List of lumberjack jargon

From Academic Kids

Stewart Holbrook was a lumberjack-turned-writer whose first book was Holy Old Mackinaw: A Natural History of the American Lumberjack (ISBN 1112559892). That book, first published in 1938, includes a Loggers Dictionary which defines some of the jargon of the lumberjack. The following list is excerpted from that and other sources:

  • Barber chair: a tree which splits upward along the grain during falling.
  • Batteau: a type of boat used on river drives in the eastern United States
  • Birling: the game of logrolling
  • Branding ax: a tool used for marking ownership of a log
  • Buck: to cut a tree into lengths after it has been felled
  • Bucker: one who saws trees into logs
  • Bullcook (also known derogatorily as the crumb boss): a boy who performs chores around camp, such as sweeping up the bunkhouse, cutting wood for fuel, filling wood boxes, and feeding the livestock
  • Cayuse: a horse or pony (a Chinook term)
  • Conks: fruiting bodies of fungus in rotting wood
  • Corks: short, sharp spikes set in the soles of shoes
  • Crotch line: a device for loading logs onto railroad cars
  • Crown fire: a forest fire that reaches into the tops of trees
  • Deacon seat: a bench, made from a large log split lengthwise, running the length of a bunkhouse
  • Dehorn: a term for an alcoholic beverage, particularly moonshine, borrowed from the jargon of the Wobblies
  • Donkey: a stationary multiple drum machine, powered by steam until the prevalence of the internal combustion engine
  • Drag day: the point in the work month when a man can get an advance on his wages
  • Driving pitch: high water suitable from driving logs down a river
  • Duplex: a stationary engine that both assembles (yards) and loads logs
  • Gandy dancer: a pick-and-shovel man
  • Gin pole: a short spar, used for loading and unloading logs
  • Gyppo: contract work (or worker), measured by the inch or bushel for example, or by the mile in the case of a truck driver
  • Hardtack outfit: a company running a logging camp which provides substandard food (derived from the cheap and long-lasting cracker or bread of the same name)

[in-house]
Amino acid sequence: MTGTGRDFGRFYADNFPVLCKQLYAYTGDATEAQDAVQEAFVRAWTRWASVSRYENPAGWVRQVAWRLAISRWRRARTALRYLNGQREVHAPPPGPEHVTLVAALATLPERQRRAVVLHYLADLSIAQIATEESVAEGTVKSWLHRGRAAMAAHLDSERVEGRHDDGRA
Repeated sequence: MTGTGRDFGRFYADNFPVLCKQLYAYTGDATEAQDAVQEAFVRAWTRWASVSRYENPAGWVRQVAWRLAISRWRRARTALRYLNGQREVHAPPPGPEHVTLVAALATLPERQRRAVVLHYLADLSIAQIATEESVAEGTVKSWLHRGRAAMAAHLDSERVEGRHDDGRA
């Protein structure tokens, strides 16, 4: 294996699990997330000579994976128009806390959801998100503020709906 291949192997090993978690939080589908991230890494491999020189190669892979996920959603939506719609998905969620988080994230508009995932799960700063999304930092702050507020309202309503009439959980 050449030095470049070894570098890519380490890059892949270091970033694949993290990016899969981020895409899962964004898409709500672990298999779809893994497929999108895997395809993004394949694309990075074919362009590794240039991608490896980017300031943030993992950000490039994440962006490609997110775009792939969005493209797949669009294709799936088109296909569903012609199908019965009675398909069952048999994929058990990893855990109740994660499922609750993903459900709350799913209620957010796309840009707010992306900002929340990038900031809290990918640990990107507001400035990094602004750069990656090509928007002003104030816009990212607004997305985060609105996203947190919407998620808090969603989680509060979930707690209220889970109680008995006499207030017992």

• Hayburner: a horse
  • Highball: to hurry
  • Hiyu: plenty, large, enough
  • Homeguard: a long-time employee of a company
  • Hoot-nanny: a small device used to hold a crosscut saw while sawing a log from the bottom up
  • Ink slinger: a logging camp timekeeper
  • Iron burner: the camp blacksmith
  • Jagger: a sliver of wire
  • Jerk wire: a line attached to the whistle on a yarding donkey, by which a young man (a punk) blows starting and stopping signals
  • King snipe: the boss of a track-laying crew
  • Klooch: a woman (Chinook)
  • Long logger: a logger working in the fir and redwood country of the Western U.S., where logs were often cut in lengths up to 40 feet
  • Macaroni: sawdust
  • Memaloose: dead, or death (Chinook)
  • Mulligan car: a railroad car where lunch is served
  • Nosebag: a lunch bucket
  • Nosebag show: a camp where the midday meal is taken to the woods in lunch buckets
  • Packing a balloon: carrying one's blankets
  • Packing a card: to be a member of a union, such as the Wobblies
  • Peavey (also known as cant dog): a tool with a sharp point and a movable hook on it, used on a river to create leaverage when moving floating logs
  • Pecker pole: a small tree, often found in the understory of old growth
  • Potlatch: a social gathering (a Chinook term)
  • Pulaski: a thick-handled tool with oval eye used as a combination axe and hoe, named after its inventor
  • Schoolmarm: a log or tree that is forked, stable in river driving because it does not roll easily
  • Short staker (or boomer): a worker who quits after earning a small sum
  • Skidroad: formerly the path over which oxen pulled logs; it came to mean the part of a city where loggers congregate
  • Skookum: strong, stout, brave (Chinook)
  • Snoose: damp snuff or chewing tobacco
  • Snubber: a device for braking sleighs as they descend steep hills
  • Sougan: a heavy woolen blanket
  • Swedish fiddle: a crosscut saw
  • Tillicum: a Chinook term used also by loggers to mean a man, ordinarily a friend
  • Tin pants: waterproof clothing worn by loggers in the rainy Pacific Northwest
  • Tyee logger: from the Chinook term meaning a chief, hence the head of a logging operation
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